I won't hear about the story until October, so I cannot sustain a fret for that long. Into the comparative serenity of post-short story push swirled: grocery shopping, recycling, picking up the pieces of the latest house project, picking up and microwave-drying rose petals for one of my art projects, and a walk in between rain showers to the end of the farm road and back.

As I head toward the first bend in the road, I note a pair of tiny furred ears near the top of the junk heap in the out building--at least one of the kittens is in the penthouse suite.

The first field of cattle show no interest in me.

Round the bend of the road, passing the old cottage I notice the rose bush that was once someone's pride is awash with pink roses. I collect the petals from one of the roses that has blossomed and is about ready to fall to earth.

The next field of cattle are watching me with intense curiosity as I walk toward the end of the road along the slight uphill straightaway. As I get closer, they divide--the anxious half run away; the curious ones come closer and parallel me as I walk up the road. The cautious ones circle back to join them and then they all stretch out loping across the field much like children on the playground running in mock terror for the sake of the run.

I stretch my legs into the walk and breathe in the well-scrubbed air. If not for the breeze, it would be almost warm. Even so, a good time for a walk: An interlude between showers. I reach the end of the farm road, where it meets the A836. On a Sunday late afternoon it is quiet. I could stand for some minutes before a car would go by, but I have no interest in that.

I turn and start the downhill part of the walk. On my left the cattle are knotted into the corner waiting for me to get closer so they can run again. On my right is the barley almost ready to "shoot"--to have the awns turn golden and add their sussuration to the breeze. They make a gentle sigh now. In a day or two they will start maturing into a harder seed and begin the progression from green-gold to golden to the soft brown at the back end of the season.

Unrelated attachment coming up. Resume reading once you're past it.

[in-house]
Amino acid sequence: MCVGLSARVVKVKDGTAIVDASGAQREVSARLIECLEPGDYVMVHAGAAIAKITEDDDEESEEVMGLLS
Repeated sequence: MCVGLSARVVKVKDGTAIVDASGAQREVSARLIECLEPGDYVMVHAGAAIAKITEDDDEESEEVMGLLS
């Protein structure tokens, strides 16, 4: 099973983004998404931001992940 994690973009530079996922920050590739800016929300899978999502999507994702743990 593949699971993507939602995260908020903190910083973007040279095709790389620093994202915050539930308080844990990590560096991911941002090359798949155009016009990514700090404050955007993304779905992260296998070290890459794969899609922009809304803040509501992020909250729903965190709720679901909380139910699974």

I have given myself a day of reading before I pick up my own pen again.

Friday, June 27, 2008

Thanks and Whew

Last night was the last night of the Creative Writing Class. As always, fewer people finished than had started. This is not a nanny nanny boo boo on them. This is a thank you to all the folks who helped get me through this class and a whew because I made it. I have often landed somewhere along the wayside in one thing or another. Sometimes for good reasons; sometimes just because I lost my nerve. As I get older I find celebrating successes and paying attention to my own business much more important than fretting about others.

I was the only woman of the 5 who started who finished the scuba diving class. In addition to the sense of satisfaction it meant that a whole world was open to me. I am sorry they missed the opportunity to swim with an Eagle ray or chase a turtle over a reef full of anemones and soft corals. They may have picked it up again sometime. We never know with the little slices of people's lives that we see. And so with this class, the ones who dropped by the side may have gotten what they needed out of it. They may have gone as far as their nerves could take them this time, but the next time they will get a bit further down the road.

When I was teaching freshman composition--a rite of passage for students and teachers alike, I had a student who was enroling for the 13th time. I had the hubris to think that I would be the one to pull him through. I cried when I signed his form to drop out of the class. I had both my own sense of failure as well as his to contend with. I like to think that he came back and finished in style--perhaps even helping a fledgling teacher through the early parts of the class that he will know nearly by heart by then.

It felt a bit odd to be on the other side of a writing classroom. Because I am on the other side of the world, it was another facet of my looking glass life. After a little vertigo, I settled in and set myself two goals: decide whether my blog posts can be made into something more and what it will take to do that and finish a short story. I met my goals. Along the way I learned a bit more about the craft of writing, a bit more about myself as a writer (and finisher), and made some new friends--also writers or writer wannabes. So this is my little celebration.

Friday, June 20, 2008

Another Caithness Story

I heard this tonight just outside the pub where we went for dinner. It is a very Caithness kind of story. I have made up names because the person telling me the story said it was a true story.